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    1. Hi John, Whereabouts are you - allium leaf miner hasn't arrived here yet so I don't now much about it. I hope it keeps away!!

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  2. Well, at least you have acquired some useful knowledge - and I'm sure many beginners will thank you for passing it on. I had quite a good year for shallots, though of course I only grew a tiny quantity. Maybe one day I'll pluck up the courage to grow some onions. People say that thay are hugely better than commercially-grown ones, in terms of taste anyway. The trouble is that in order to grow onions I would have to stop growing somethng else...

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    1. I think if I had limited space I wouldn't devote a large area to onions, Mark

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  3. I put all my eggs in one basket, so to speak. I think next year I'll do as you're going to do, plant up half in to modules and plant half directly in to the ground. At least if one lot aren't so good, there's another to fall back on. If you've got leftovers, like you had this year, you could pull them throughout the season and use them as spring onions.

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    1. That's one way of managing spring onions then, Jo

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  4. A wonderful harvest Sue. I love growing onions and garlic, they are so reliable and easy. They even grow in my dreadful soil at home. When I first moved to a house with a garden it was autumn, and garlic was the first thing I ever planted. I was so excited to have a garden, and I remember being thrilled when the first green shoots came up. And I still am, every year.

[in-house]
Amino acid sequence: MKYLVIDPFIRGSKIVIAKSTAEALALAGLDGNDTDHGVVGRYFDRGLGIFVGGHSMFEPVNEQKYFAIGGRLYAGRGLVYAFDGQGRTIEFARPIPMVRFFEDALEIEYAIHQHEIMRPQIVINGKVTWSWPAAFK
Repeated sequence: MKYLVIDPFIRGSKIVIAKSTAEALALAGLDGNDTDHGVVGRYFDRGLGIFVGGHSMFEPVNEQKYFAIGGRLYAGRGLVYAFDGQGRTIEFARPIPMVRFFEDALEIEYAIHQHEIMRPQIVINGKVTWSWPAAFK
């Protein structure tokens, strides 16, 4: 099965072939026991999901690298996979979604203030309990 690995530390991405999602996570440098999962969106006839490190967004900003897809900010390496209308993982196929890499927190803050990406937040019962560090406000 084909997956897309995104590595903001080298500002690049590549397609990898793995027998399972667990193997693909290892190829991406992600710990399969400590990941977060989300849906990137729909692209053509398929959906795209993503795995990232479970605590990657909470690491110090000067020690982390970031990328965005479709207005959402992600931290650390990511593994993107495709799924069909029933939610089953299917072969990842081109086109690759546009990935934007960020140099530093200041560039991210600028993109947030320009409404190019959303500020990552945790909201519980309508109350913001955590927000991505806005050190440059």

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    1. I'm afraid I haven't always found garlic reliable CJ but I do think growing in a garden where you have more chance of keeping ab eye on things helps.

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  5. What an interesting post Sue, one which I'll take note of given my dismal onion growth....again! I love the shallots producing so many more and wow...what a difference a week makes eh...xxxx

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    1. I think it was a case of more than the week making the difference, Snowbird it was more the time of the year meaning the plants needed to go out much quicker.

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  6. Hi Sue...well I al grovelling again in my long absence but I hope that now I can get caught up and stay on top of things as life once again settles into routines. I have to confess to not having being through and read all of your posts that I missed as they were published as there are just so many but maybe over the next week or so I will be able to get through them at leisure. Your onions look FANTASTIC by the way. My whites were good this year but my reds have left a lot to be desired and I wonder if I will even bother with any next year. So that's all the blogs written to...now I just have to get on and write a post of my own...maybe a lot of them over the next few weeks!!

    Thanks for the note on the manure...I will pass that info on to my fellow allotment holders!!

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    1. Welcome back Tanya. Look forward to reading what you have been up to!

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  7. This is really helpful, thank you so much. My red onions were rubbish last year and I thought it was just because I am a learner veggie gardener. I will note and learn from your experiences, very grateful.

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  8. Really interesting post Sue, I enjoyed reading about it. The Allium Leaf miner came to us last year for the first time but I've got to say it affected my onions far more than my shallots. I don't know if they prefer the onions to shallots or if it was to do with where they were planted...time will only tell.

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    1. There just seems to be some sort of pest waiting to attacke everything., Lisa